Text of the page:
I was shaken by the meeting and got in touch with Yogi, the LTTE political secretary. I asked him if Pulendran’s last wish could be fulfilled. It was impossible, Yogi said. Seeing his wife could weaken his resolve to take the cyanide capsule. But, I argued, the cyanide capsule has been removed when he was captured. Yogi said there were ways to sneak one in.
Negotiations between the LTTE, India, and Sri Lanka continued through the day. By late afternoon, Sri Lankan forces came in to take charge of the men. The LTTE had managed to sneak in the capsule. Pulendra used it and died before he could be flown to Colombo.
The death of the ‘heroes’ was announced over the public address system in Jaffna. People with grim faces gathered in street corners. An air of despondency hung over the town. I stepped out at dusk to go to Jaffna University, where the LTTE had an office.
Outside, Jaffna was like a war zone. Tiger cadres, who till then had refrained from displaying weapons, were out in strength, brandishing AK-47s. Motor bikes carrying armed LTTE men sped by frenetically. Shops downed their shutters; there was not a taxi in sight. I got one willing to drop me, but was told I had to find my way back to the hotel.
The LTTE office was manned by young boys in battle fatigues carrying assault rifles. I waited for Yogi. He walked in around 10:30 pm and gave me the bad news: my interview has been scrapped. He bitterly complained that New Delhi had not bothered to exert enough influence on Jayawardene and Athulathmudali to save Pulendra and his companions. Around 11: 45 pm, Yogi and three other cadres escorted me back to the hotel.
As soon as I entered, I was told that the owner wanted to see me urgently. The elderly Tamil gentleman had an urgent request. He said he had five Sinhalese staff-members, whose lives were in danger. He wanted me to take them to the IPKF camp for safety. At 4:30 am, he would have a car waiting for me.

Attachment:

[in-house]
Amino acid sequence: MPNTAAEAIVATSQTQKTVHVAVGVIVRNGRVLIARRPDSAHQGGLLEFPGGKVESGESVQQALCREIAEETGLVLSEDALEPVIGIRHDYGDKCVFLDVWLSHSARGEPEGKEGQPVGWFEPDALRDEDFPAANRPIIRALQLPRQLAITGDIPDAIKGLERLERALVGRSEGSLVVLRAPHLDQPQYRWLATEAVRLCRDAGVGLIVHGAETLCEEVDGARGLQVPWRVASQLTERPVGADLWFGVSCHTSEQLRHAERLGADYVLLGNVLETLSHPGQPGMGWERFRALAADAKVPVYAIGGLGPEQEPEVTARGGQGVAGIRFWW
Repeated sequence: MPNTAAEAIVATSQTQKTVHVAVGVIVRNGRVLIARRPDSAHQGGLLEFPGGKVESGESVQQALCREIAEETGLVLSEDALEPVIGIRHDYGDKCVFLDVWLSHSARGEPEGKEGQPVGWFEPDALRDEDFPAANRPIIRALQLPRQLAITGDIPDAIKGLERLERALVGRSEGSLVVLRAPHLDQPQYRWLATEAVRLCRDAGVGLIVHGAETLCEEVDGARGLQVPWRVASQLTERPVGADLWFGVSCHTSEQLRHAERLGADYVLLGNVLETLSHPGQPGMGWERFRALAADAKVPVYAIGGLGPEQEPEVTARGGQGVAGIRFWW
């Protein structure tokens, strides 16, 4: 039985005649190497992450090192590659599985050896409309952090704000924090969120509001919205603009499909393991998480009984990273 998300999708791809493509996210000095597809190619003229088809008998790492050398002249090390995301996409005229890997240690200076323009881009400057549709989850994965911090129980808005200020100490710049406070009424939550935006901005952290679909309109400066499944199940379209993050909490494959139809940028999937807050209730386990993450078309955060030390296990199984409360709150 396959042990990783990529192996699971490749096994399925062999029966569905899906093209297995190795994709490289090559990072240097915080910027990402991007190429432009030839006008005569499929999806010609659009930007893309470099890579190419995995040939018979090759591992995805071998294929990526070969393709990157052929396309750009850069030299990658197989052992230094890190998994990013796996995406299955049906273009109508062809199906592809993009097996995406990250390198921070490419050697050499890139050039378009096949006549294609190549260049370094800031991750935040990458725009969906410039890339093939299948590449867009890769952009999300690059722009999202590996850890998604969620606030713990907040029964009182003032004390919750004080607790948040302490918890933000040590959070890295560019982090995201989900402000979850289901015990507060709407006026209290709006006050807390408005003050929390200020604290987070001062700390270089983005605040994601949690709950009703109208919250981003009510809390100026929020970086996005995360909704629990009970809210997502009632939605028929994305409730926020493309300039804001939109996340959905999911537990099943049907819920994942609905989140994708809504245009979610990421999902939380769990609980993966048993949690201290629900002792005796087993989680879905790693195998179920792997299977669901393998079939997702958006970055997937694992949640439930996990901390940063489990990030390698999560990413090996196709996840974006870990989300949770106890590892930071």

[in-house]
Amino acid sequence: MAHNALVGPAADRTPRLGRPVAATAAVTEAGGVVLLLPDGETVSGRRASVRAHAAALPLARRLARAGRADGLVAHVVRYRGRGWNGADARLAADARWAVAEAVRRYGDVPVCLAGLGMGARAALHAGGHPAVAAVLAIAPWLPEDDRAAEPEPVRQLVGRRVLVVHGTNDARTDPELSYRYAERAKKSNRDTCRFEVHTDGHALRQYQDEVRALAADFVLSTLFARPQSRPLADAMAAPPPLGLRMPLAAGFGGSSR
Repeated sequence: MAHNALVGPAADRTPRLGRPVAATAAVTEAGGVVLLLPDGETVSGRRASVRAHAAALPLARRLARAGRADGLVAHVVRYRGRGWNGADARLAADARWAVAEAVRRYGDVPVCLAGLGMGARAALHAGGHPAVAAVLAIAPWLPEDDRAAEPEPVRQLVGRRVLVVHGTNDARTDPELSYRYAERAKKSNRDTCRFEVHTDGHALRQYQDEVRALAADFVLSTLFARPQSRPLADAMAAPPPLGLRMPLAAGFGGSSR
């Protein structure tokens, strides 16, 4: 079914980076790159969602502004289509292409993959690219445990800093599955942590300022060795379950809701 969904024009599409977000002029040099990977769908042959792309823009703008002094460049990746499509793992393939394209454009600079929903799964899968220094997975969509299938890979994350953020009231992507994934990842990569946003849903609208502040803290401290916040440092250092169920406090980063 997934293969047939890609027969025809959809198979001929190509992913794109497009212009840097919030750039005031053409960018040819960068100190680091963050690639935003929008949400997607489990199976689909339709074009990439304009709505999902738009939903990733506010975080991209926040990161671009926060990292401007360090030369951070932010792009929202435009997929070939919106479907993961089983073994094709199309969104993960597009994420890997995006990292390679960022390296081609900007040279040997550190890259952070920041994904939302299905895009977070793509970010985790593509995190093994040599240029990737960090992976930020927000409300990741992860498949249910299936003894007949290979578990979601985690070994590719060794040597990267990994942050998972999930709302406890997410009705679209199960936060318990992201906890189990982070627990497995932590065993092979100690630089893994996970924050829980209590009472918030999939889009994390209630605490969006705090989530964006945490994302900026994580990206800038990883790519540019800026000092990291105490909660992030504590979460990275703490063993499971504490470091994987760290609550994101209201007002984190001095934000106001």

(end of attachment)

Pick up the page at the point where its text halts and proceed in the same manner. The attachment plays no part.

I was told that the very same Yogi had stormed in around 8 pm, demanding that the Sinhalese workers be handed over. They had been sent for safety to the owner’s home.
I woke up to a dreadful sight. At the bus stop next to our hotel lay the bodies of 10 Lankan soldiers who were held prisoner by the Tigers before the peace pact was signed. They were shot in cold blood; their bodies bore marks of torture. The Sinhalese manager of a cement plan was similarly shot.
The Sinhalese waiters were petrified; I was trembling with shock. They crouched at the back of the van that was plastered with press stickers. We reached Jaffna fort, which was occupied by the IPKF, with a small detachment of the Lankan army. I called the Colonel and said that I wished him to shelter the five workers.
His immediate reaction: “Please don’t bring the Sinhalese here. I don’t want them. It is your problem. I cannot take charge of these chaps.” Fuming, I went to the Lankan camp and made the same request. They happily agreed and promised that they would be sent back to Colombo. As I came away, I realised I did not even know the names of the Sinhala boys.
(This appeared in the print edition as "Fright Nights")